Agricultural region is an area which depicts homogeneity in respect of agricultural land use and cropping pattern. It generally shows broad similarities in the nature of crops grown, their combination pattern, method of cultivation, average quantum of inputs and orientation of farming activities.
Such similarities mainly arise out of the uniformity of physical and agro-climatic conditions and socio- cultural characteristics. With the passage of time agricultural regions undergo changes in their salient features and characteristics. The introduction of rice cultivation in Punjab and popularity of wheat in the lower Ganga plain may be cited as examples.
Agricultural regions are affected both by the elements of the physical and’ cultural environment. While former includes climate, topography, soils etc. which have their bearing on the agricultural characteristics, the latter consists of such elements like population density, agricultural practices, agricultural technology, crop land use, land tenure, land ownership, urbanisation, transport and communication lines, agricultural inputs etc. Both these sets of elements are taken into account in agricultural regionalisation.
Due to physical diversity elements of physical environment play significant role in delineating macro and meso agricultural regions. Similarly cultural elements pertaining to agriculture mainly determine third and fourth order micro agricultural regions. Due to predominance of food crops allied and ancillary activities in agriculture are notes important in India as in the European countries so as to be used for agricultural regionalisation.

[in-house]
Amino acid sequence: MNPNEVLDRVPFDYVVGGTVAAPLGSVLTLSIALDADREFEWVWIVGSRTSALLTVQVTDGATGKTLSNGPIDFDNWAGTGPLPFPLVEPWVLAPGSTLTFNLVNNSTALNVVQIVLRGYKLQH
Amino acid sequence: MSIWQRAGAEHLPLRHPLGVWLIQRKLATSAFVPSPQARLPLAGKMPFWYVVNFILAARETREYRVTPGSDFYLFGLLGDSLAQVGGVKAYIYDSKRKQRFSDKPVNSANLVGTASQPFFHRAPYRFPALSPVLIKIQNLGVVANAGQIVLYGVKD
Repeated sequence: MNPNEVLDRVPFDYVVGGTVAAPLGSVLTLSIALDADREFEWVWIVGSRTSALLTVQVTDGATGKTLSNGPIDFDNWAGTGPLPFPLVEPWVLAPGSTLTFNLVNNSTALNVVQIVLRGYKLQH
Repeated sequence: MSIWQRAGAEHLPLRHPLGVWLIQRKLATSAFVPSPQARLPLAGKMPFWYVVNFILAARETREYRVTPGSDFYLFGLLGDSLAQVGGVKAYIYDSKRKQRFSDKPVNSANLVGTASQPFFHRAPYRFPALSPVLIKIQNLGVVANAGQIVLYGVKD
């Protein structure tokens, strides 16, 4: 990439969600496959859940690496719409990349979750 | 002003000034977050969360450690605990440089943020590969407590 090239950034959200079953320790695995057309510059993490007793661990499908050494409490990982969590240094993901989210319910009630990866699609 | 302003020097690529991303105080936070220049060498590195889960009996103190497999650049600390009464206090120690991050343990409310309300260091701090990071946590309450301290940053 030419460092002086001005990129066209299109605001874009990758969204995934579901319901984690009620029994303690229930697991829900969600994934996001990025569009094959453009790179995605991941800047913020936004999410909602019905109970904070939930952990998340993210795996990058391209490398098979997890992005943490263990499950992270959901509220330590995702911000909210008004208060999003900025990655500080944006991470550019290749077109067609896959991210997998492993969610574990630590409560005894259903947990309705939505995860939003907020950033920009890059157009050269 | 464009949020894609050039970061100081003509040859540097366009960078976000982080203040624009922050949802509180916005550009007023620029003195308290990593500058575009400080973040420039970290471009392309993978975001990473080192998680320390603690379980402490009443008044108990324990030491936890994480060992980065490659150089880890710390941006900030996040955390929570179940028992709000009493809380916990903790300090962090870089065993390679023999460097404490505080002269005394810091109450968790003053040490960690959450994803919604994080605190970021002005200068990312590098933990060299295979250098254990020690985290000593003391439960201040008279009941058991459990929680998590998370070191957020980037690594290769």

That is why one hardly finds agricultural regions dominated by dairying, animal husbandry, horticulture, sericulture, etc.
Many scholars have attempted to divide India into agricultural regions of which mention may be made of E. Simkins (1926), D. Thorner (1956), L.D. Stamp (1958), M.S. Randhawa (1958), Chen Han Seng (1959), O.H.K. Spate and A.T.A. Learmonth (1960), Ramchandran (1963), F. Siddiqui (1967), O.Slampa (1968), P. Sengupta and G. Sdasy uk (1968), B.L.C. Johnson (1969 and 1979), R.L.Singh (1971), and Jasbir Singh (1975). Majority of these scholars have proposed three-tier system of agricultural regionalisation: (a) macro regions (agricultural belts), (b) meso regions (agricultural regions), and (c) micro regions (crop combination regions). Here a brief summary has been given for some of these schemes of regionalisation.